Microsoft has recently released a beta version of Security Essentials (previously Morro), their free anti-virus security software. I’ve taken a look, and I’ve come to a rather shocking conclusion: it’s good. I mean, really really good. In fact, I think it’s safe to ignore my last post about which free malware prevention software is the best. Let me just come right out and say it… Microsoft Security Essentials is the single best product, free or otherwise, to protect your computer from malware.
From my tests and several other’s, Microsoft Security Essentials looks to be blocking almost every piece of malware you throw at it. Rootkits, drive-by downloads, trojans, spyware, viruses… Security Essentials catches it all. Not only that, but it has a surprisingly low false-positive rate. This means Security Essentials won’t be bugging you with nearly as many false warnings as, say for example, Avira AntiVir does.
The footprint is also minuscule. The installer is a mere 7.52MB in size, and once installed the program uses very few system resources. So, your computer will keep running fast even while Security Essentials is doing its work. Compare that to solutions from McAfee and Symantec which tend to slow your computer down to a crawl.
The interface for Microsoft Security Essentials is pretty simple, which is great for the less tech-savvy. If any problems are detected, an easily identifiable notification pops up with a “Clean Computer” button. Click that and the problem is solved. That’s about all there is to it. Updating happens automatically in the background, and a similar notification window pops up if the computer ever needs to be restarted. It’s also nice not having to deal with Avira’s annoying “Upgrade To Our Paid Version!” popup ads–there’s nothing like that here. Finally, there’s an advanced area where you can schedule scans, run scans manually, and set a few other options that the average user will never need to bother with.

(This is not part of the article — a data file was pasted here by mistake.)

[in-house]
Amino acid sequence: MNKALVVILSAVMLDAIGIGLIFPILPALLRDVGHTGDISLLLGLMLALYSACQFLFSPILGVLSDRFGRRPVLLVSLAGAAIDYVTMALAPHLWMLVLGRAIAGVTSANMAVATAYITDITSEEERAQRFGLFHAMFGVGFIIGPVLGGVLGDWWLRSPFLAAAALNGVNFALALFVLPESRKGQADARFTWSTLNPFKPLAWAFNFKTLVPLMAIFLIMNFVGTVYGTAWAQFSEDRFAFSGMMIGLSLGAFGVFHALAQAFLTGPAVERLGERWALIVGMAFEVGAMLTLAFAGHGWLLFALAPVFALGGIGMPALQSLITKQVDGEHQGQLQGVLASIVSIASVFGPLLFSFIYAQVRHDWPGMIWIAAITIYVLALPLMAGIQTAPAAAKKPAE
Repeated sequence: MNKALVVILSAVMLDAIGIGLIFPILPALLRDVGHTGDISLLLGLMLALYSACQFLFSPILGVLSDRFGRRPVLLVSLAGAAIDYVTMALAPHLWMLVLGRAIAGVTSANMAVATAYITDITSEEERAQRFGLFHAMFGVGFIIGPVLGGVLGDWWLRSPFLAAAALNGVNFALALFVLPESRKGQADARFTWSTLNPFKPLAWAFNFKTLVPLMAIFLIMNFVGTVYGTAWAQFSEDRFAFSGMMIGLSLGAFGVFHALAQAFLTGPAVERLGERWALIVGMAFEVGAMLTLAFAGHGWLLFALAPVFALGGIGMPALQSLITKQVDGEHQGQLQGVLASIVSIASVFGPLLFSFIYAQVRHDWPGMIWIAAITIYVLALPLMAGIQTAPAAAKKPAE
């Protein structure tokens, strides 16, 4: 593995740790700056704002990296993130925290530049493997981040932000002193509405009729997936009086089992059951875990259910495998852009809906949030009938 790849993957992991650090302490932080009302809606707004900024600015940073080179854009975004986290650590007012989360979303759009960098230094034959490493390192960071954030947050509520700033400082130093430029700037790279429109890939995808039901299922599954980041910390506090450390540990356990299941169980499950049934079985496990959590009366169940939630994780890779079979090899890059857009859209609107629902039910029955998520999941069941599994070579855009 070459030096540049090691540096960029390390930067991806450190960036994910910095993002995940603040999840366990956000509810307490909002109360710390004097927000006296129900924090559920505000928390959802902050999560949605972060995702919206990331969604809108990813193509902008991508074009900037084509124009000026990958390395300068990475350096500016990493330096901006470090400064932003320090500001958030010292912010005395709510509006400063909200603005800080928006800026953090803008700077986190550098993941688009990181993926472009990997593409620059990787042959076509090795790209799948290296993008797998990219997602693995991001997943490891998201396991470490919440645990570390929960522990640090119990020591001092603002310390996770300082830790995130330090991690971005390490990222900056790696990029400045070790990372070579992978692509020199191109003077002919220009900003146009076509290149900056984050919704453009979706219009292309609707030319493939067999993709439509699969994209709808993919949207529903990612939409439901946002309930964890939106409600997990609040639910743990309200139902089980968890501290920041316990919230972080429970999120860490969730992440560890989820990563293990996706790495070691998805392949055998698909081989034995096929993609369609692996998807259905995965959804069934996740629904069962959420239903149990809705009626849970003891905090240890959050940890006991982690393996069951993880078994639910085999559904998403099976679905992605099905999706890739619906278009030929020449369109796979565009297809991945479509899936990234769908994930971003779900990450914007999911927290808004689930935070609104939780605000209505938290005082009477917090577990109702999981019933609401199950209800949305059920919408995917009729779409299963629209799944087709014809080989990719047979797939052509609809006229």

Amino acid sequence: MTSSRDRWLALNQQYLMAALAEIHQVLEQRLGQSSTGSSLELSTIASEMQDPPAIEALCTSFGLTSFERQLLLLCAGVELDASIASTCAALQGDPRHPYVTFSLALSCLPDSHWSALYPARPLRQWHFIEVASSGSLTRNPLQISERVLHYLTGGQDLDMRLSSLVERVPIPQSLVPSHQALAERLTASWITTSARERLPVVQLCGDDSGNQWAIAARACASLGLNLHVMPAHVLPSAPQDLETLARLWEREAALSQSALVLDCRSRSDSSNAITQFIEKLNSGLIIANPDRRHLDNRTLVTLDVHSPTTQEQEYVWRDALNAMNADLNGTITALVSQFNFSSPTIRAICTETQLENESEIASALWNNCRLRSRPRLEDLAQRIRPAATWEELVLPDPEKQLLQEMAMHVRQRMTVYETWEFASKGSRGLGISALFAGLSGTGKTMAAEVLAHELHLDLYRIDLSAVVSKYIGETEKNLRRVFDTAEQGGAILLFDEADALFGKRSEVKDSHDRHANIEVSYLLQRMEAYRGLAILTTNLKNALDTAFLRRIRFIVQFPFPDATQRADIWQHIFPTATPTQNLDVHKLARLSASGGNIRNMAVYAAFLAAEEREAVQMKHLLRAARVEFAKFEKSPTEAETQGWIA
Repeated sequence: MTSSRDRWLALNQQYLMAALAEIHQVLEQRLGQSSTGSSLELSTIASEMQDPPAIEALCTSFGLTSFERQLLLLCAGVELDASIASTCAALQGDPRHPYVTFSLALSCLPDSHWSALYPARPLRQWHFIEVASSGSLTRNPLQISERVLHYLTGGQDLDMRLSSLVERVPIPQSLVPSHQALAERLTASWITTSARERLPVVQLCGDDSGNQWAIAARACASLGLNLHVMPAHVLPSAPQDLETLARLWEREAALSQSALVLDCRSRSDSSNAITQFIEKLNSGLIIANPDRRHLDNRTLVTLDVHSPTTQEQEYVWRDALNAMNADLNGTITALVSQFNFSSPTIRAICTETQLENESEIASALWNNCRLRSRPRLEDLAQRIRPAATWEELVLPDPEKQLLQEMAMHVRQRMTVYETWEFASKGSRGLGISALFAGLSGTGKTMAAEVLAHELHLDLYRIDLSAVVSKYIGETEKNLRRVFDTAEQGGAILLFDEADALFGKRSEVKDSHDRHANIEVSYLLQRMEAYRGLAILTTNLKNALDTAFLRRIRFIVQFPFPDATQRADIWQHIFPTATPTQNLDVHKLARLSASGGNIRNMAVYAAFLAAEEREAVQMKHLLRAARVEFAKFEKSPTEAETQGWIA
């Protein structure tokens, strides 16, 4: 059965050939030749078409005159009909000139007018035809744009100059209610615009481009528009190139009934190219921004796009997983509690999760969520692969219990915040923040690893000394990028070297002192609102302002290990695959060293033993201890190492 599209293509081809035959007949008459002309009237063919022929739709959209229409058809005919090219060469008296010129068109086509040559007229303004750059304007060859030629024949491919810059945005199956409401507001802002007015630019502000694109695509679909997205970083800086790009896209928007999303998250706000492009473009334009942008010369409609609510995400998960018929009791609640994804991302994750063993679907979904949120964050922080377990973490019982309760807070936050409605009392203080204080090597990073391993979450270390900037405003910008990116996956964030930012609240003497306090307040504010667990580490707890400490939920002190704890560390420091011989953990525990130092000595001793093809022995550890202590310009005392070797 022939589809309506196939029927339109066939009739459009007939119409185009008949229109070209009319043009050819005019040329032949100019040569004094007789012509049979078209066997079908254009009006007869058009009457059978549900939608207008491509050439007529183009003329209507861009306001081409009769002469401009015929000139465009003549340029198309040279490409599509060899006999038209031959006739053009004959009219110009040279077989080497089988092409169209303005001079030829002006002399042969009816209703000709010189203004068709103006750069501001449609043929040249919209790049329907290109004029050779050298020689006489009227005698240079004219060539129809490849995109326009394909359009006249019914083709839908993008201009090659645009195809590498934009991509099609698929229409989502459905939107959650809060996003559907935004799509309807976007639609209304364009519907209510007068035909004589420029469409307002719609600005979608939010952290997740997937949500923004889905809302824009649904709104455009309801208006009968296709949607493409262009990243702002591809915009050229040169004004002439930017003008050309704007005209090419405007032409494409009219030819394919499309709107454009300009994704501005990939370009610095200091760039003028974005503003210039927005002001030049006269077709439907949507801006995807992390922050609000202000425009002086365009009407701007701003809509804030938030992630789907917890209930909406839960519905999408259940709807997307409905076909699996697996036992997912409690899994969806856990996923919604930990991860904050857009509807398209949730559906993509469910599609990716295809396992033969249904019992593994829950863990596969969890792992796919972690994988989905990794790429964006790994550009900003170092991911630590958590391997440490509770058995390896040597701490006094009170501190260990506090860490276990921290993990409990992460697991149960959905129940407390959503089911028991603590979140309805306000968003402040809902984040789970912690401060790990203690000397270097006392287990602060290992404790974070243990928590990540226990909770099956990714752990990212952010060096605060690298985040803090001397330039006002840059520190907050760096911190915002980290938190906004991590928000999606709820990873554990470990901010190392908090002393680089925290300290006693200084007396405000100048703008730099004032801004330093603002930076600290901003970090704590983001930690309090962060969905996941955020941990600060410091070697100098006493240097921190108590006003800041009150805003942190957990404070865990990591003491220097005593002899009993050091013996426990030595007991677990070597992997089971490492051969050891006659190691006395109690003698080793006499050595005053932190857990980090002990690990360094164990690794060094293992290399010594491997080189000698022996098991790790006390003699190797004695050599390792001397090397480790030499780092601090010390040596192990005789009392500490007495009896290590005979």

Back on the subject of updates, it’s also worth noting that Security Essentials works a little differently than most of the other solutions available. Instead of downloading all malware signatures onto your computer, Security Essentials uses cloud-computing technologies to download and check files as they are needed. Not only does this save space on your machine and require fewer large updates, but it will allow Microsoft to detect new viruses on your PC as soon as they’re identified (instead of having to wait for the next batch virus-definition update).
All of this, and the software is actually completely free. It looks like Microsoft has really done it right this time! The only downside? Microsoft is capping their beta downloads to the first 75,000 users. So by the time you read this, the beta download limit will have been reached and you’ll have to wait until September to get a copy of the final version.
At that time, it will be interesting to see how a free, widely marketed and arguably superior anti-virus solution will affect the paid vendors out there. Could this mark the beginning of the end for Norton and McAfee? Hopefully it will just push them to release their own free solutions and improve their software so it can compete. I suppose time will tell, but come September I think Security Essentials will be my new malware weapon of choice.